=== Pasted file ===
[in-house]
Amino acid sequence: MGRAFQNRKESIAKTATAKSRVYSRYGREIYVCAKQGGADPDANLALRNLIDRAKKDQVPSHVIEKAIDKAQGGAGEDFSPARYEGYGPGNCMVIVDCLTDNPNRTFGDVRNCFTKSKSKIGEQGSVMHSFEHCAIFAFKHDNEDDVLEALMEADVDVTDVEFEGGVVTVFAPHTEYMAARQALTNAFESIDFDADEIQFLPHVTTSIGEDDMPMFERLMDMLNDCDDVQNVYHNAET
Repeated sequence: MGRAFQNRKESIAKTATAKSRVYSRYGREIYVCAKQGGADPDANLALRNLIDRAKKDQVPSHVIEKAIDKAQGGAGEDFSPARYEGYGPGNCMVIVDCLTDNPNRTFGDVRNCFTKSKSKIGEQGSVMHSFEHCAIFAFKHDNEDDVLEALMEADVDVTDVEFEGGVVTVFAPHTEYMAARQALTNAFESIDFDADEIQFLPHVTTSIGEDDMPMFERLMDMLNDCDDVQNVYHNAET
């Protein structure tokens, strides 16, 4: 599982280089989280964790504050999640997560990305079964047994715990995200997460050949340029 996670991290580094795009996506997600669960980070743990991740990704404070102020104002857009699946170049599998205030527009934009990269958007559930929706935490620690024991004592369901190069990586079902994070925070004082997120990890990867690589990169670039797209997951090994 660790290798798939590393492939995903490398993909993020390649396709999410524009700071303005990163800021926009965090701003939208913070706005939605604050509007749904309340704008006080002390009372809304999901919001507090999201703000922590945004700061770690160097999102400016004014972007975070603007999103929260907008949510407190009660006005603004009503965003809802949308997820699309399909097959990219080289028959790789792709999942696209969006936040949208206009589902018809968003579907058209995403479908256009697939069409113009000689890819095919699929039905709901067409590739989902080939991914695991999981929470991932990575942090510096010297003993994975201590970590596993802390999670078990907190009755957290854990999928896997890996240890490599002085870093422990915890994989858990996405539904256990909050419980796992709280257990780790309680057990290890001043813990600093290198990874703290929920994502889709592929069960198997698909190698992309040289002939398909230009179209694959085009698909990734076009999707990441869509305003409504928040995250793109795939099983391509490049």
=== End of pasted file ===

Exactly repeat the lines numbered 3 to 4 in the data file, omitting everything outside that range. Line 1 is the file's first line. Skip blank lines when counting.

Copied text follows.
Repeated sequence: MGRAFQNRKESIAKTATAKSRVYSRYGREIYVCAKQGGADPDANLALRNLIDRAKKDQVPSHVIEKAIDKAQGGAGEDFSPARYEGYGPGNCMVIVDCLTDNPNRTFGDVRNCFTKSKSKIGEQGSVMHSFEHCAIFAFKHDNEDDVLEALMEADVDVTDVEFEGGVVTVFAPHTEYMAARQALTNAFESIDFDADEIQFLPHVTTSIGEDDMPMFERLMDMLNDCDDVQNVYHNAET
């Protein structure tokens, strides 16, 4: 599982280089989280964790504050999640997560990305079964047994715990995200997460050949340029 996670991290580094795009996506997600669960980070743990991740990704404070102020104002857009699946170049599998205030527009934009990269958007559930929706935490620690024991004592369901190069990586079902994070925070004082997120990890990867690589990169670039797209997951090994 660790290798798939590393492939995903490398993909993020390649396709999410524009700071303005990163800021926009965090701003939208913070706005939605604050509007749904309340704008006080002390009372809304999901919001507090999201703000922590945004700061770690160097999102400016004014972007975070603007999103929260907008949510407190009660006005603004009503965003809802949308997820699309399909097959990219080289028959790789792709999942696209969006936040949208206009589902018809968003579907058209995403479908256009697939069409113009000689890819095919699929039905709901067409590739989902080939991914695991999981929470991932990575942090510096010297003993994975201590970590596993802390999670078990907190009755957290854990999928896997890996240890490599002085870093422990915890994989858990996405539904256990909050419980796992709280257990780790309680057990290890001043813990600093290198990874703290929920994502889709592929069960198997698909190698992309040289002939398909230009179209694959085009698909990734076009999707990441869509305003409504928040995250793109795939099983391509490049």